King Crimson – Red (1974)
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About the Album
Red is the seventh studio album by English progressive rock group King Crimson, released in 1974 by Island Records in the United Kingdom and by Atlantic Records in the United States. It was their last studio recording of the 1970s and the last before lead member Robert Fripp temporarily disbanded the group. Though their lowest-charting album at the time, spending only one week in the UK charts, Red has received critical acclaim.
The album opens with the title track, a driving, hard rock instrumental. It features multiple time signatures including 5/8, 7/8 and 4/4. Its polyrhythmic melodies use octatonic and whole tone scales.
The fourth track on the album, “Providence”, was recorded live at Palace Theatre, Providence, Rhode Island, USA, on 30 June 1974, and is the album’s only live recording. Charles Snider refers to the album as a “swan song”, and comments that “‘Providence’ packs just about everything improv-related from the last two albums into its eight short minutes.” A longer, unedited version of the track was first available on the live four-CD set The Great Deceiver and later added as a bonus track to the album itself for its release as part of the band’s 40th Anniversary Series.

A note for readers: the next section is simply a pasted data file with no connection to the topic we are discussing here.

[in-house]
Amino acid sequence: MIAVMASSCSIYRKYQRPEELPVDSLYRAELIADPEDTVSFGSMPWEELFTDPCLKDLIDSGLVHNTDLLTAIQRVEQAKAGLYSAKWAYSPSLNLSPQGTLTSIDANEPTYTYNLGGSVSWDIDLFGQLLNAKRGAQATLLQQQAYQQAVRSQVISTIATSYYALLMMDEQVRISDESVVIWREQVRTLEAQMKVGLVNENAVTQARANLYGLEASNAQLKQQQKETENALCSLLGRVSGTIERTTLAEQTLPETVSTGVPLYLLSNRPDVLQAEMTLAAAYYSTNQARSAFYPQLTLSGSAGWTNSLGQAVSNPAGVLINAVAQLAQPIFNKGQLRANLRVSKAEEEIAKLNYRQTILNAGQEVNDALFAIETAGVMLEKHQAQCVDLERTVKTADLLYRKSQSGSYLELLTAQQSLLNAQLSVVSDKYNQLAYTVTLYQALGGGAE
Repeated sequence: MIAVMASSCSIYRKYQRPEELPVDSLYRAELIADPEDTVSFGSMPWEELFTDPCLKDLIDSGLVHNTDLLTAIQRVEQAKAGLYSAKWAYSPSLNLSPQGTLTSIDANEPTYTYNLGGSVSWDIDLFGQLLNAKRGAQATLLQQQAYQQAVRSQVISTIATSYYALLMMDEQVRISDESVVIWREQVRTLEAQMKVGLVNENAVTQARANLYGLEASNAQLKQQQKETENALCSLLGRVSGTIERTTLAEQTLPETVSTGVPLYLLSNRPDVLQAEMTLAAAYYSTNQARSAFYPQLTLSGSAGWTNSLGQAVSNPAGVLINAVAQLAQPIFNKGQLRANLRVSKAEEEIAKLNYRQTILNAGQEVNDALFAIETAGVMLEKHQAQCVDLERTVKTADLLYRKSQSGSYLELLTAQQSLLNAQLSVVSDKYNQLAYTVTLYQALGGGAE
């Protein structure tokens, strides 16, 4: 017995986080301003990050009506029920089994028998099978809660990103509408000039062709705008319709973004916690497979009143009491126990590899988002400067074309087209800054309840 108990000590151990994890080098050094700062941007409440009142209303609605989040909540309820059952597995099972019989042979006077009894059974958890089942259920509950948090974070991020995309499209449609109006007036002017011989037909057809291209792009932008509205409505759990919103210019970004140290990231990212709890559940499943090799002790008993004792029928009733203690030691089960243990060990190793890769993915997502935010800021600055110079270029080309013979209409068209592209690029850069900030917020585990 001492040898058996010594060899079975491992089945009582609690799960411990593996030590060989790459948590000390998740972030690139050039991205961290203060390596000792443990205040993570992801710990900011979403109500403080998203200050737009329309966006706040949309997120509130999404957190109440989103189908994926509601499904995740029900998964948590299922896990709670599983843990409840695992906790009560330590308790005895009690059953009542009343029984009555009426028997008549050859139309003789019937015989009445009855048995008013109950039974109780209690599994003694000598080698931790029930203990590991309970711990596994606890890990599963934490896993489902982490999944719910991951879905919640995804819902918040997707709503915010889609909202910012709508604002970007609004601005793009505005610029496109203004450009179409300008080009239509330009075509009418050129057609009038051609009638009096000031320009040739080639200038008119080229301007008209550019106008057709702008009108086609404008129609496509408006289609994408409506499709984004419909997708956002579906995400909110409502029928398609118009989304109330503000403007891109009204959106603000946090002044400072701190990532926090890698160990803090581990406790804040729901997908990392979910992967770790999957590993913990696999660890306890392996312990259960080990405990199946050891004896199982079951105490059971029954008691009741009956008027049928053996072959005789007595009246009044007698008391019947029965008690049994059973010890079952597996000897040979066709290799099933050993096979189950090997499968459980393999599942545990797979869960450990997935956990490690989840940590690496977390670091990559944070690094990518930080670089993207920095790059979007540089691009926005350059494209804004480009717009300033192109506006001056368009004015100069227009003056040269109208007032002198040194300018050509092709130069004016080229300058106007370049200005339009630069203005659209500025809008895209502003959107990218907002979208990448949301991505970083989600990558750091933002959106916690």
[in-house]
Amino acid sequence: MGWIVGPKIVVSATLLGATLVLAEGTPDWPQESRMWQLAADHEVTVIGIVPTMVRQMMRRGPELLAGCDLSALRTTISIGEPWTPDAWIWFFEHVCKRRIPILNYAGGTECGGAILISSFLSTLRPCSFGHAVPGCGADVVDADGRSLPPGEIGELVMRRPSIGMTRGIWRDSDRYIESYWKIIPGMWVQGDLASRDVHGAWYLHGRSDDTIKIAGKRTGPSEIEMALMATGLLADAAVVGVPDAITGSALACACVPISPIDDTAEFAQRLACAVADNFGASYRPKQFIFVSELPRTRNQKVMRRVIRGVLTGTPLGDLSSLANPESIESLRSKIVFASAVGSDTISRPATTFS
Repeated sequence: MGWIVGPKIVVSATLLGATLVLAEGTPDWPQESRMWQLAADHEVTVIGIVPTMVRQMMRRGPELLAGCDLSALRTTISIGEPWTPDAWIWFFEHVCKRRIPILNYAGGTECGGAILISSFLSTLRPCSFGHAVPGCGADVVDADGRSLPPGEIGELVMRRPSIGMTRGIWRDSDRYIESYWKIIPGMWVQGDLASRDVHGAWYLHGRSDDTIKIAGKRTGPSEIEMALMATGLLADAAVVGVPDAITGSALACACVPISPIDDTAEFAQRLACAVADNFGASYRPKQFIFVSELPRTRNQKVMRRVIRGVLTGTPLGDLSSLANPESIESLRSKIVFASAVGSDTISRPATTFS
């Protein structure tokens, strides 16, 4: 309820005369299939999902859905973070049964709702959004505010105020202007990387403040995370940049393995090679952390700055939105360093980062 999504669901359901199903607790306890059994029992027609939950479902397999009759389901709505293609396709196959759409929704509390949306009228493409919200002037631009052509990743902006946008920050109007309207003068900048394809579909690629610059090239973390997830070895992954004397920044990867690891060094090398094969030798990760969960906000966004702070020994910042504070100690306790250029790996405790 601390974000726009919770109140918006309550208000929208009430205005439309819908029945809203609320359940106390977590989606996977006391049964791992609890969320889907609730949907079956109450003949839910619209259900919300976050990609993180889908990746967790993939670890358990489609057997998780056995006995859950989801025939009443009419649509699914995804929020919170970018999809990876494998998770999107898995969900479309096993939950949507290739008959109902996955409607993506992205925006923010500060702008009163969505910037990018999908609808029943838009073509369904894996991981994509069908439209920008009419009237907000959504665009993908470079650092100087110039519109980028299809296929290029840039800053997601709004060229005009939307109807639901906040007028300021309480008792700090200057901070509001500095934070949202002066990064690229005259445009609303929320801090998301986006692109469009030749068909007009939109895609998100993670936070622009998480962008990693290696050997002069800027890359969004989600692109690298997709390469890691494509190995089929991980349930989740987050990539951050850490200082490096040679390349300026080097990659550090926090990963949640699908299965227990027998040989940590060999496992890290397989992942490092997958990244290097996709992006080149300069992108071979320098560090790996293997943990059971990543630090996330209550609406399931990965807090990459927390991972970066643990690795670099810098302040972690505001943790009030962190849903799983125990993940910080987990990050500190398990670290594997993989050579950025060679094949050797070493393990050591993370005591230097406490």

The original lyrics and melody for “Starless”were written by John Wetton. He originally intended the song to be the title track of the group’s previous album Starless and Bible Black. Fripp and Bruford had initially disliked the song and declined to record it for that album, with the group then choosing an instrumental composition as the title track for the Starless and Bible Black album. However, “Starless”was later revived, its lyrics alteRed and a long instrumental section (based on a bass riff in 13/4 contributed by Bruford) added to it, and performed live between March and June 1974. A discarded verse was later used by Wetton in UK’s “Caesar’s Palace Blues”. For the Red recording sessions, the lyrics were again alteRed (with contributions by Richard Palmer-James). The introductory theme, originally contributed and played by David Cross, was taken over by the guitar, with Fripp making minor alterations to the melody. As the title “Starless and Bible Black”had already been used, the original title was shortened to “Starless”.